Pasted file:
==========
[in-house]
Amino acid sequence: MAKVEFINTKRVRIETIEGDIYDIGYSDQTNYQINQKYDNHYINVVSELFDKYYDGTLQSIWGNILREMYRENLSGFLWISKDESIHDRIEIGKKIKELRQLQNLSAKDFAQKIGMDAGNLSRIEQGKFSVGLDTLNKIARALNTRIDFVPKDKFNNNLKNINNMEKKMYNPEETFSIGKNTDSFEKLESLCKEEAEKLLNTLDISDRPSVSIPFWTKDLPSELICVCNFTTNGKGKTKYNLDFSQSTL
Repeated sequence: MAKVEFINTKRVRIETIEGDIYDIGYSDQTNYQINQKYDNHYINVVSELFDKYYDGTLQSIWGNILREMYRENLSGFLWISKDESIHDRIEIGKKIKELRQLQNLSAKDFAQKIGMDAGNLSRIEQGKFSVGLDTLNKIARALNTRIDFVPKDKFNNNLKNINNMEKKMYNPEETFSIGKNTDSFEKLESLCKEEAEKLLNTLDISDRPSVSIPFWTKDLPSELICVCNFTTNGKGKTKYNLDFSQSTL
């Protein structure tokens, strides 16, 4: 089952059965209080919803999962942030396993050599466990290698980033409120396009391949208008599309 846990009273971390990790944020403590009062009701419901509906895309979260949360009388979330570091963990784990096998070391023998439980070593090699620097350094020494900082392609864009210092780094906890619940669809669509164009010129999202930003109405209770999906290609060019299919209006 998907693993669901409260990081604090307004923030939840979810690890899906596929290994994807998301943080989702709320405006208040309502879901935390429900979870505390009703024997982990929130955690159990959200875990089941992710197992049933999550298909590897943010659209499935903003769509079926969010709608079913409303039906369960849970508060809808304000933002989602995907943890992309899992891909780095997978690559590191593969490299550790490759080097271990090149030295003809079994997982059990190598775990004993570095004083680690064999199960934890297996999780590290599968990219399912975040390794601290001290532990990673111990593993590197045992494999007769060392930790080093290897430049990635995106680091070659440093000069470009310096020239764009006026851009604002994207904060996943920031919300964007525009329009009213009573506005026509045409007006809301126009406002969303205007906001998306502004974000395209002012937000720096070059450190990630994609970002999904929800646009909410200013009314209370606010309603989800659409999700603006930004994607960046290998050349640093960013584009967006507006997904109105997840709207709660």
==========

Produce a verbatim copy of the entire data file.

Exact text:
[in-house]
Amino acid sequence: MAKVEFINTKRVRIETIEGDIYDIGYSDQTNYQINQKYDNHYINVVSELFDKYYDGTLQSIWGNILREMYRENLSGFLWISKDESIHDRIEIGKKIKELRQLQNLSAKDFAQKIGMDAGNLSRIEQGKFSVGLDTLNKIARALNTRIDFVPKDKFNNNLKNINNMEKKMYNPEETFSIGKNTDSFEKLESLCKEEAEKLLNTLDISDRPSVSIPFWTKDLPSELICVCNFTTNGKGKTKYNLDFSQSTL
Repeated sequence: MAKVEFINTKRVRIETIEGDIYDIGYSDQTNYQINQKYDNHYINVVSELFDKYYDGTLQSIWGNILREMYRENLSGFLWISKDESIHDRIEIGKKIKELRQLQNLSAKDFAQKIGMDAGNLSRIEQGKFSVGLDTLNKIARALNTRIDFVPKDKFNNNLKNINNMEKKMYNPEETFSIGKNTDSFEKLESLCKEEAEKLLNTLDISDRPSVSIPFWTKDLPSELICVCNFTTNGKGKTKYNLDFSQSTL
């Protein structure tokens, strides 16, 4: 089952059965209080919803999962942030396993050599466990290698980033409120396009391949208008599309 846990009273971390990790944020403590009062009701419901509906895309979260949360009388979330570091963990784990096998070391023998439980070593090699620097350094020494900082392609864009210092780094906890619940669809669509164009010129999202930003109405209770999906290609060019299919209006 998907693993669901409260990081604090307004923030939840979810690890899906596929290994994807998301943080989702709320405006208040309502879901935390429900979870505390009703024997982990929130955690159990959200875990089941992710197992049933999550298909590897943010659209499935903003769509079926969010709608079913409303039906369960849970508060809808304000933002989602995907943890992309899992891909780095997978690559590191593969490299550790490759080097271990090149030295003809079994997982059990190598775990004993570095004083680690064999199960934890297996999780590290599968990219399912975040390794601290001290532990990673111990593993590197045992494999007769060392930790080093290897430049990635995106680091070659440093000069470009310096020239764009006026851009604002994207904060996943920031919300964007525009329009009213009573506005026509045409007006809301126009406002969303205007906001998306502004974000395209002012937000720096070059450190990630994609970002999904929800646009909410200013009314209370606010309603989800659409999700603006930004994607960046290998050349640093960013584009967006507006997904109105997840709207709660």